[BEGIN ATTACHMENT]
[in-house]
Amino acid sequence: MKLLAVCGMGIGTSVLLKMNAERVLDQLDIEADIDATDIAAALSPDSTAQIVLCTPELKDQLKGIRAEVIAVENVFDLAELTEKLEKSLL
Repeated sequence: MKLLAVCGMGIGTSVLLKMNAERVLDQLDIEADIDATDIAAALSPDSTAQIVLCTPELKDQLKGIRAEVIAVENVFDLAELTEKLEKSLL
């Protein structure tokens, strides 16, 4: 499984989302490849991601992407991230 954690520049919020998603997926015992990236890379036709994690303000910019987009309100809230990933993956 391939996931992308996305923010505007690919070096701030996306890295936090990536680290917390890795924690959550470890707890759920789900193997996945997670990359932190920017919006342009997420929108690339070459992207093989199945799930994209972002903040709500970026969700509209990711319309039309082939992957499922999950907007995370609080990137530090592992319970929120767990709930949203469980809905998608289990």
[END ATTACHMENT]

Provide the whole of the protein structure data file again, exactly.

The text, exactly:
[in-house]
Amino acid sequence: MKLLAVCGMGIGTSVLLKMNAERVLDQLDIEADIDATDIAAALSPDSTAQIVLCTPELKDQLKGIRAEVIAVENVFDLAELTEKLEKSLL
Repeated sequence: MKLLAVCGMGIGTSVLLKMNAERVLDQLDIEADIDATDIAAALSPDSTAQIVLCTPELKDQLKGIRAEVIAVENVFDLAELTEKLEKSLL
């Protein structure tokens, strides 16, 4: 499984989302490849991601992407991230 954690520049919020998603997926015992990236890379036709994690303000910019987009309100809230990933993956 391939996931992308996305923010505007690919070096701030996306890295936090990536680290917390890795924690959550470890707890759920789900193997996945997670990359932190920017919006342009997420929108690339070459992207093989199945799930994209972002903040709500970026969700509209990711319309039309082939992957499922999950907007995370609080990137530090592992319970929120767990709930949203469980809905998608289990």